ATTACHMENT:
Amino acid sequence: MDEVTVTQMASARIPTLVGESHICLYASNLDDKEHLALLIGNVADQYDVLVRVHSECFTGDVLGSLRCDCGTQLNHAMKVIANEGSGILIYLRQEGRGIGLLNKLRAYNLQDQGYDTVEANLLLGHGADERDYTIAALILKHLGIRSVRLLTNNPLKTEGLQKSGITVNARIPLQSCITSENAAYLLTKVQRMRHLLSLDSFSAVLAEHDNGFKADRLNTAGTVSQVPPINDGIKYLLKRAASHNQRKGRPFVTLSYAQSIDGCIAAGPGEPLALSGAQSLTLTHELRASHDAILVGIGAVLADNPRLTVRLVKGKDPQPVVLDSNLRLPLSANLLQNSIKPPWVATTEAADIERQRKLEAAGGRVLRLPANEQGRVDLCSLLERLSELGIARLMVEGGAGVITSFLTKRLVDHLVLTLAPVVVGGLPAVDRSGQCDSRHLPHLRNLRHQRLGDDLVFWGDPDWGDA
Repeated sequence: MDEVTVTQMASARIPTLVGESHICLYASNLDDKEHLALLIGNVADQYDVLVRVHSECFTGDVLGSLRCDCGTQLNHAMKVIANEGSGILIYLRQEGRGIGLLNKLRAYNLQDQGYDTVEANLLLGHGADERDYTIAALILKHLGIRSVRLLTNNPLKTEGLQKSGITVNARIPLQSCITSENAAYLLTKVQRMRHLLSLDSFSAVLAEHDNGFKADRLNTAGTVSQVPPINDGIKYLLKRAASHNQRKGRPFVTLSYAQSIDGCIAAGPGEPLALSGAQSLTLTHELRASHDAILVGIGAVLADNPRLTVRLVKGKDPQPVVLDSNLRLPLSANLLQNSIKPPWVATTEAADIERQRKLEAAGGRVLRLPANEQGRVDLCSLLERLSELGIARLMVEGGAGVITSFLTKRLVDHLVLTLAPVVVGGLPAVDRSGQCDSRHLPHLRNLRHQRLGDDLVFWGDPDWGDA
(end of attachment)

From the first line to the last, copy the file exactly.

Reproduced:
Amino acid sequence: MDEVTVTQMASARIPTLVGESHICLYASNLDDKEHLALLIGNVADQYDVLVRVHSECFTGDVLGSLRCDCGTQLNHAMKVIANEGSGILIYLRQEGRGIGLLNKLRAYNLQDQGYDTVEANLLLGHGADERDYTIAALILKHLGIRSVRLLTNNPLKTEGLQKSGITVNARIPLQSCITSENAAYLLTKVQRMRHLLSLDSFSAVLAEHDNGFKADRLNTAGTVSQVPPINDGIKYLLKRAASHNQRKGRPFVTLSYAQSIDGCIAAGPGEPLALSGAQSLTLTHELRASHDAILVGIGAVLADNPRLTVRLVKGKDPQPVVLDSNLRLPLSANLLQNSIKPPWVATTEAADIERQRKLEAAGGRVLRLPANEQGRVDLCSLLERLSELGIARLMVEGGAGVITSFLTKRLVDHLVLTLAPVVVGGLPAVDRSGQCDSRHLPHLRNLRHQRLGDDLVFWGDPDWGDA
Repeated sequence: MDEVTVTQMASARIPTLVGESHICLYASNLDDKEHLALLIGNVADQYDVLVRVHSECFTGDVLGSLRCDCGTQLNHAMKVIANEGSGILIYLRQEGRGIGLLNKLRAYNLQDQGYDTVEANLLLGHGADERDYTIAALILKHLGIRSVRLLTNNPLKTEGLQKSGITVNARIPLQSCITSENAAYLLTKVQRMRHLLSLDSFSAVLAEHDNGFKADRLNTAGTVSQVPPINDGIKYLLKRAASHNQRKGRPFVTLSYAQSIDGCIAAGPGEPLALSGAQSLTLTHELRASHDAILVGIGAVLADNPRLTVRLVKGKDPQPVVLDSNLRLPLSANLLQNSIKPPWVATTEAADIERQRKLEAAGGRVLRLPANEQGRVDLCSLLERLSELGIARLMVEGGAGVITSFLTKRLVDHLVLTLAPVVVGGLPAVDRSGQCDSRHLPHLRNLRHQRLGDDLVFWGDPDWGDA